Wednesday, March 10, 2010

You Are Not Your Avatar

I responded to an article in the New York Review of Books about James Cameron,  and his exploration of what it means to be human. I have not just heard this talked about with Cameron lately, but it is an old, tired, but still somehow mainstream philosophy-light concept. I have mentioned in my blogs before that I think there is no place in modern thought for mind body duality. We know one thing with near certainty, which is that the mind (the brain) is an organ in the body. A separation from it has been speculated on by philosophers such as Plato and Descartes, but neither of these brilliant men had the tools for understanding the brain the way we do now. While the big question, the one of why we are conscious at all, is still being debated and studied, the neuro-physical partnership is well understood. I was in Athens this week and had the strong feeling that despite mythological gods and beasts, and Plato’s elevation of the mind over the body, the Greeks in general did understand the physical nature of being. The sculptures depict athletic beauty in ways that are so convincing that it is impossible to remove the mind from the physicality. In fact I would argue that theatre itself is a dedication to mind body singularity. The transformation of characters to people, is an example of muscular and memory cognition. It is also why two actors never play a role the same way.

It is understandable that we are questioning these ideas again. For once a virtual world seems actually possible. Even contemplating the downloading of the entire brain seems one day likely, as computer memory increases. The Avatar in Cameron’s film is farfetched, but not impossible. I would like to propose that a very different outcome though would occur, if it were possible to separate mind from body, in the Avatar sense. The resulting person would be nothing like us. Imagine how we change even in our own bodies. When we are sick for instance. Or when we are drunk. Or when we break a bone. To speculate on having a whole new body, other than brain is hard but not impossible. A paraplegic who was paralyzed in an accident essentially takes on a new body. The one thing that they don’t do however is take on a new brain, whether that brain is biological, as in Avatar, or a computer. If this were to happen axons would be farther from certain receptors, synapses would happen differently. Memory would last for different amounts of time, as all tissue behaves differently. Perception would be different. In essence we would not be ourselves. We could not remove our body from our mind. This doesn’t mean it would not be a fun thing to try, and I am game if anyone wants to try after my demise, but I just don’t think the new me will be my charming self.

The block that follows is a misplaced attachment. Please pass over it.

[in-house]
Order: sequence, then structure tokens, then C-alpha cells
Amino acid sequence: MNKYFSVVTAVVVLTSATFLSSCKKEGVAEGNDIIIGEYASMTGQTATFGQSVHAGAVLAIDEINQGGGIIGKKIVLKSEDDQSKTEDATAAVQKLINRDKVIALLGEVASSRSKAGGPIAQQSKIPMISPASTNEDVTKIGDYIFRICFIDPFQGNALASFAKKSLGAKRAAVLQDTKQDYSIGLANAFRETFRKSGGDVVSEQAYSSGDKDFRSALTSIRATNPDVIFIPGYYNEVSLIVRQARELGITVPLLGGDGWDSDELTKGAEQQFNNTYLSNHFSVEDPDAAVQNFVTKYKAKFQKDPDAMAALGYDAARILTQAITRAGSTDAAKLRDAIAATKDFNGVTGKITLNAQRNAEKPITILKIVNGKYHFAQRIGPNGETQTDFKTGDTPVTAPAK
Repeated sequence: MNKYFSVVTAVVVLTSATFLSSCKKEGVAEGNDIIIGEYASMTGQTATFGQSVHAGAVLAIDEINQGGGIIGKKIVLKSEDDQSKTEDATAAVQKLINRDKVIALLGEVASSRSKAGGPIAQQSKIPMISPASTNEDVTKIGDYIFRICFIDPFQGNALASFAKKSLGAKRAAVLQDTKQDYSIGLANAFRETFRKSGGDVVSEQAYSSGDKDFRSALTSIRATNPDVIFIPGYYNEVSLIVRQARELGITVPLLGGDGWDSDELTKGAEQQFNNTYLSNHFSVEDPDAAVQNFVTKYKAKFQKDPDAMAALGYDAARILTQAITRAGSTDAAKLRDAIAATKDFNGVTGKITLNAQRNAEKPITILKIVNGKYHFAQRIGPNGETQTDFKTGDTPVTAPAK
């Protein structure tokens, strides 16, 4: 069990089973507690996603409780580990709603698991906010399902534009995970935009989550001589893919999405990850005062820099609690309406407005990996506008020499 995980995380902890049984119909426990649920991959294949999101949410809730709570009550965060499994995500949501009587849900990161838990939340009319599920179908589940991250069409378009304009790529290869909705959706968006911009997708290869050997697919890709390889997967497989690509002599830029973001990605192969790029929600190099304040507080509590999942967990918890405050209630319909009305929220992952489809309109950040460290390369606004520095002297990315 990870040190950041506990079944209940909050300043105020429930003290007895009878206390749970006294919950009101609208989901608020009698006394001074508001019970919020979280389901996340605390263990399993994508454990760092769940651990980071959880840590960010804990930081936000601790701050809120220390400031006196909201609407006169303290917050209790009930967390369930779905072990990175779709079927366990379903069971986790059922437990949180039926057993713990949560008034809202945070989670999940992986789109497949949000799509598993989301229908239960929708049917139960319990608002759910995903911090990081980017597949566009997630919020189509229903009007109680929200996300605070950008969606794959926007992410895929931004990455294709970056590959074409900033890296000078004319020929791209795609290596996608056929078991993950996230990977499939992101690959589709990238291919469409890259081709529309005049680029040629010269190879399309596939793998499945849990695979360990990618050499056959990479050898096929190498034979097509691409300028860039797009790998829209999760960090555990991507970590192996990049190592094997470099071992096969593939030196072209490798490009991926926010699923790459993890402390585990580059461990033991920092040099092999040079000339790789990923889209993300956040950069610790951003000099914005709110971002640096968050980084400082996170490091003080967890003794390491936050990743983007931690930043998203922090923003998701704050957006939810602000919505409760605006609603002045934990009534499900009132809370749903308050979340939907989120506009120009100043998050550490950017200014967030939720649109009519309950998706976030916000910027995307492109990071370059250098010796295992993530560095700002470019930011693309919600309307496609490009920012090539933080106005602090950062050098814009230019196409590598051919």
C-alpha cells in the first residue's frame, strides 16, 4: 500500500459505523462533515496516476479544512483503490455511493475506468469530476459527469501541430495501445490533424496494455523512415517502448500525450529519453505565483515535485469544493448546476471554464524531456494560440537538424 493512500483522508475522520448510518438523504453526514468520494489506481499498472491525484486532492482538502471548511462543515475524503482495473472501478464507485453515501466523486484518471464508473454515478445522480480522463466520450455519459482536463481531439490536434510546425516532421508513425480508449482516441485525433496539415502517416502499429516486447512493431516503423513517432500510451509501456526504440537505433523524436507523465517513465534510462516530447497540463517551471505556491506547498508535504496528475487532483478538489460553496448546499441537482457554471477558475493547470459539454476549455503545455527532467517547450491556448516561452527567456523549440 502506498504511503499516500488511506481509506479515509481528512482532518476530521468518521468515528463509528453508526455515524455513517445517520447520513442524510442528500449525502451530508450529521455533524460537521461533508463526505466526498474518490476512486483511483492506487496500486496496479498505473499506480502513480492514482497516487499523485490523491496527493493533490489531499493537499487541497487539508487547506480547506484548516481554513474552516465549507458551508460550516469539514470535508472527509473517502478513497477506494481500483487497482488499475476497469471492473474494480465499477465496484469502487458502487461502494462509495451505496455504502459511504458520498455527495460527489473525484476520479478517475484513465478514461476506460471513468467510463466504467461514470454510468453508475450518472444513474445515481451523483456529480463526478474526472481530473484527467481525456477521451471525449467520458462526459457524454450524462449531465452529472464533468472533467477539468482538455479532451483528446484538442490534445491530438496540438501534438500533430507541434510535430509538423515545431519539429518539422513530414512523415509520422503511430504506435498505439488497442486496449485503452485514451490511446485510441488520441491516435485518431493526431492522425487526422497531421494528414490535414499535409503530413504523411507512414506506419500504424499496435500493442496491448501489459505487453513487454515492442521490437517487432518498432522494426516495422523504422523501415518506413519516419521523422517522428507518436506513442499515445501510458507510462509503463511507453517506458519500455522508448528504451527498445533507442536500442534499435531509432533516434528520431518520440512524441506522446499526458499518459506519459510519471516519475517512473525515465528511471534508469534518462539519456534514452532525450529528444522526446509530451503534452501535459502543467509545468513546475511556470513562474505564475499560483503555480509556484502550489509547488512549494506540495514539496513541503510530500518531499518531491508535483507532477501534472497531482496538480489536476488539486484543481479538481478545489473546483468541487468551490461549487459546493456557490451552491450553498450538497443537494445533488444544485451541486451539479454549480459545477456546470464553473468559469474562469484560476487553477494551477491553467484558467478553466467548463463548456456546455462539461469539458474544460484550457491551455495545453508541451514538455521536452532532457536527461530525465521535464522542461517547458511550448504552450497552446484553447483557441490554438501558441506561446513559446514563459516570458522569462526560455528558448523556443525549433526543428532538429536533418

This actually came to me in a rather decadent moment, while I was sitting in a spa in Athens. Sitting in spas in Athens is a great experience, because wrapped in those towels, with a foot bath, you really do not feel so far away from the baths Sophocles may have been taking while listening to Plato ramble on about a better republic. What I thought though, was how much the relaxation of my body affected my mind. Surely the Greeks thought of this too. When the water is bubbling, or you are having a message, it is nice to be yourself, not an Avatar.

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